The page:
The Art and Science of Prioritization
Managing Everything From Your Time To Your Meetings To Your Backlog
I’ve been fascinated by the navy SEALs since I was young. From the intense training it takes to become a SEAL, to the mental and physical discipline, and the missions they undertake, they have always been interesting to me. In fact, as a young man one of my friends got hold of their pre-training physical fitness guide, so he gave a few of us copies (this was before you could find things like that on the internet, so it was a great find). And we all used that to train weekly, trying to increase how many push-ups and pull-ups we could do. I think I consistently plateaued in week 4 or 5, where I stayed strong but couldn’t quite get past the number of pull-ups they wanted you to do.
That may be one reason I love the book book Extreme Ownership. At one point, Jocko Willink tells about his team of SEALs as they moved deep into an enemy occupied neighborhood. They fought for most of the day, and as they were moving out again to get back to their base, one of their team fell off a roof. They were in a vulnerable spot with many issues happening at once. As the leader, he needed to secure his team, get everyone down, tend to his fallen soldier, and make sure he has everyone with him still. It’s a long list of things to prioritize when you are under fire. And some of them seem more urgent. But the key to good prioritization isn’t to spin in every direction at once, or let the urgent things trump the important.
“Prioritize and Execute. Even the greatest battlefield leaders could not handle an array of challenges simultaneously without being overwhelmed. That risked failing at them all. I had to remain calm, step back from my immediate emotional reaction, and determine the greatest priority for the team. Then, rapidly direct the team to attack that priority…I could not allow myself to be overwhelmed. I ha to relax, look around, and make a call.”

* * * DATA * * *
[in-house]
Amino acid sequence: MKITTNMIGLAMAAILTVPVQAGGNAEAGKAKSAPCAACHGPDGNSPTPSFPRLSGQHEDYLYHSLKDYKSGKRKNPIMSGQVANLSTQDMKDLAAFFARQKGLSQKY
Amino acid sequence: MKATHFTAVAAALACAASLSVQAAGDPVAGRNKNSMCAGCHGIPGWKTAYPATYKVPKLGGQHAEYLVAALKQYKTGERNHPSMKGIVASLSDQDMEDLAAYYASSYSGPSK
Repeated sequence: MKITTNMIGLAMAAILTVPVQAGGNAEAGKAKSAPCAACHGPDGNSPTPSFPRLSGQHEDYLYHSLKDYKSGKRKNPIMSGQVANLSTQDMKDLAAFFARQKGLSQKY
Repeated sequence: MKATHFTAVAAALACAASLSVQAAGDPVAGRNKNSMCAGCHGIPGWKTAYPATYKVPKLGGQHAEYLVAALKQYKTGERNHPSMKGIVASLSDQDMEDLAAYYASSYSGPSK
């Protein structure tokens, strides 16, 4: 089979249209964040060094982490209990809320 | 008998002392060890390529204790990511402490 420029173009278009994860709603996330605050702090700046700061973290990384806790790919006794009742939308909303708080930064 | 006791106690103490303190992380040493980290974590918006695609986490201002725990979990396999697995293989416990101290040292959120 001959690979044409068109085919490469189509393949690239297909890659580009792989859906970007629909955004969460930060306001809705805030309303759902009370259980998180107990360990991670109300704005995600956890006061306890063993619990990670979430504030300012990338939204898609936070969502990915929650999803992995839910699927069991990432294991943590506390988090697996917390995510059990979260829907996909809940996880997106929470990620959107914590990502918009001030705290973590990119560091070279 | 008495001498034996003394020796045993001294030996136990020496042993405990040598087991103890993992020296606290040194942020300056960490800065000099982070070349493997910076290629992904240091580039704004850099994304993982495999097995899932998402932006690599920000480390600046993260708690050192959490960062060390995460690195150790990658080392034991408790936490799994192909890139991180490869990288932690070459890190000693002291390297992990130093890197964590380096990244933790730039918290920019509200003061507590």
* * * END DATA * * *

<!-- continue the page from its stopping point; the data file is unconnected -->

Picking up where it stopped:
As much as everyone wanted to rush to their fallen friend, they first needed to secure the area and account for everyone. Then make their way down off the roofs to the street and secure that area. It wouldn’t do to make mistakes and lose lives by prioritizing the wrong things.
This month we’ve focused on prioritization. In my weekly newsletter, we’ve done a deep-dive into different areas of prioritization. We’ve shared some laughs and some tears. But for those who don’t subscribe yet, I’m going to review the key points here.
Inevitably, our time will get filled. Call it a variation on Parkinson’s Law. Things will expand to fill the time available. If we don’t take control of our time, other people or other events will.
Importantly, that means that we won’t have the time or ability to focus on the things that matter most.
The problems we face are many these days. They aren’t new, just easier to access than ever before.
Emails - Average employees spend 35-40% of their days on emails and communication. That is insane. Absolutely insane.
Meetings - Meetings are occupying more and more of our days. More on this one below.
Too Many Opportunities - We have lots of excellent opportunities, but if it’s not a “hell, yes”, it should be a “no from me.”
Fear and Discomfort - We are often afraid of being alone with our thoughts and without distraction. And that pushes us toward lower value tasks. In one study, participants who were left alone preferred to shock themselves out of boredom than be left to their thoughts.
Habits - Bad habits from relying on meetings to always being on-call have a way of taking our time.
Dopamine Hits - Hello Twitter and Instagram.
The solution to our problems is to work deeply. That can mean everything from cutting out distractions like social media to time-boxing lower value tasks. And scheduling (and keeping the commitment) of working on high value tasks. Emails and meetings don’t fall into that bucket.
Meetings have found a way to take up more time than ever before. How did it get to be like this?
The problems again are numerous. We rely on meetings for too many things and use them as a crutch. But that occupies so much of our own time and so many other people’s time.
Task Management - We use meetings as a tool for task management rather than managing our own tasks.
Information Dissemination - Yes, it really could have been an email.